An average long-haul truck driver is likely to be aged 55 years, mostly white male. Twenty-three percent of trucking delays arise from heavy winds. As a result, truckers use weather tracking apps, GPS navigation systems, CB radios, and weather forecasting sites to get weather information and plan for trips.
How Strong Winds Impact Truck Drivers
- In a social media survey conducted by FreightWaves, 4 percent of semi-trucks drivers reported that “high wind was the worst kind of weather to handle behind the wheel” because it can be strong enough to blow a truck, thus leading to an accident.
- They have also reported that driving in strong winds is a pain — especially if the truck has a light or underweight load during high wind. ” Trucks with lighter loads have reduced traction on drive axles and are easier to blow over.”
- Earlier this year, some truckers recounted how strong winds made driving difficult along Interstate 90. Ronald Fischer, a trucker, said, “It has been brutal, the wind. It ain’t worth it to be out here on the road.”
- During these extreme conditions, truck drivers are faced with the decision to make the drive or not. Some make a judgment call not to be on the road with an empty trailer, while others will opt to do routine maintenance to stay safe.
- WISN 12 News’ Adrienne Pedersen interviews Dan Zdrojewski, an experienced semi-truck driver, about driving in strong winds. According to Mr. Zdrojewski, some employers heap pressure on their truckers to deliver food on schedule in order not to disappoint their customers, regardless of the strong winds, thereby putting their truckers (and the cargo) at risk.
- Among other weather conditions, heavy winds cause about 23% of all trucking delays. The delays result from the impact of strong winds, such as “causing debris onto the road and decreasing stability.”
- Truckers will likely “check the weather forecast for their route and destination before getting on the road” to avoid driving in strong winds.
- They will also inspect the load weight prior to venturing an area that has or is expecting strong winds.
- Truckers can engage other drivers and use GPS trackers to find alternate routes and avoid driving into strong winds.
Government Regulations: Truckers And Strong Winds
- There are few regulations governing truck drivers driving in strong winds, and the ones available refer to operating commercial motor vehicles in severe weather conditions.
- The Federal Motor Carrier Safety Regulations (49 CFR Section 392.14) regulates commercial vehicles operating in strong winds. The regulation, which applies to all states, “puts a duty of extreme caution on truck drivers of commercial motor vehicles whenever any conditions negatively affect visibility or traction. This includes rain, snow, fog, ice, smoke, strong winds, and other conditions.”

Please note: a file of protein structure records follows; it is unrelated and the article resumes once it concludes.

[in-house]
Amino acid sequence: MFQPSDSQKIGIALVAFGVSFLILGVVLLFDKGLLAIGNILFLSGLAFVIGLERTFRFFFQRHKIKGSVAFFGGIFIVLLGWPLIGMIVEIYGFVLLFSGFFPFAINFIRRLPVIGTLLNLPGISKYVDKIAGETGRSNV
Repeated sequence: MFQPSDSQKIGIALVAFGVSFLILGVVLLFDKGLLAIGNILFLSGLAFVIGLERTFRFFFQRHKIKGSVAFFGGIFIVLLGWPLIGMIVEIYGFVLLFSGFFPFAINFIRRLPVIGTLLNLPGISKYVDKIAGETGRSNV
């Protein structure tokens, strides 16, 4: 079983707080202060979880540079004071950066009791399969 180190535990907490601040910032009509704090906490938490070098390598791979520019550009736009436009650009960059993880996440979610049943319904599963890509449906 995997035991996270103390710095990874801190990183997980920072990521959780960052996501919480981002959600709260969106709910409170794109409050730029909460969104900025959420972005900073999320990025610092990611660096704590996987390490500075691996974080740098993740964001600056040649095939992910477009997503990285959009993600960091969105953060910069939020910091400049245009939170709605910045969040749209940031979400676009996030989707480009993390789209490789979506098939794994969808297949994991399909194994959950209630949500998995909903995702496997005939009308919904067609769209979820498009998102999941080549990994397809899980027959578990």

- The regulation states that “whenever compliance with the foregoing provisions of this rule increases hazard to passengers, the commercial motor vehicle may be operated to the nearest point at which the safety of passengers is assured.”
- State by state regulations, through the Commercial Drivers License Manual, also require truck drivers to reduce speeds by one-third if the weather becomes too dangerous, and that includes high winds.
- The Occupational Safety and Health Administration (OSHA) dictates that when operating a machine at a wind speed (sustained or gusts), “exceeding 20 mph at the personnel platform, a qualified person must determine if, in light of the wind conditions, it is not safe to lift personnel. If it is not, the lifting operation must not begin (or, if already in progress, must be terminated).”
How Truck Drivers Get Weather Information
- A recent survey of 6000 truckers revealed that 33 percent used trucker apps to get weather updates and plan trips.
- The best weathers apps for truckers include Intellicast HD, Storm Shield, Weather Underground, and AccuWeather.
- Weather apps provide up-to-the-minute updates on storm and wind developments to ensure truckers plan for extreme conditions and also get to their destinations safely.
- Many long haul trucks have GPS navigation systems that truckers can use to get quick weather alerts, providing alternating routes at a moment’s notice.
- One of the benefits of GPS navigation systems is the ability to calculate routes according to time-sensitive weather reports to allow truck drivers to plan or change to alternative directions.
- Smart Trucking identifies 3 best GPS for truckers navigating severe weather conditions. They include Garmin dezl 580 LMT-S, Rand McNally TND 740, and SIXGO 9 inch HD Touchscreen Truck GPS.
- Some truckers use the Citizens Band Radio Service (CB) to receive real-time weather updates, reports on severe weather conditions and find alternate routes.
- Approximately 50 percent of truckers currently use CB radios.
- CB radios enable truck drivers to get road conditions and communicate with others truckers on the road. Additionally, these radios have the “ability to transmit even where there are no cellphone towers or Wi-Fi signals.”
- CDL Life research identifies the top CB radios for truckers. They are Uniden PRO520XL CB Radio, Cobra C75WXST CB Radio, Uniden BEARCAT CB Radio, Cobra 29LX CB Radio, and Galaxy-DX-959.
- Most truck drivers also get weather updates from The Weather Channel’s website. This channel “provide a national and local weather forecast for cities, as well as weather radar, report and hurricane coverage.”
- In a social media survey conducted by FreightWaves, “truckers rated The Weather Channel as their top publicly available weather site.”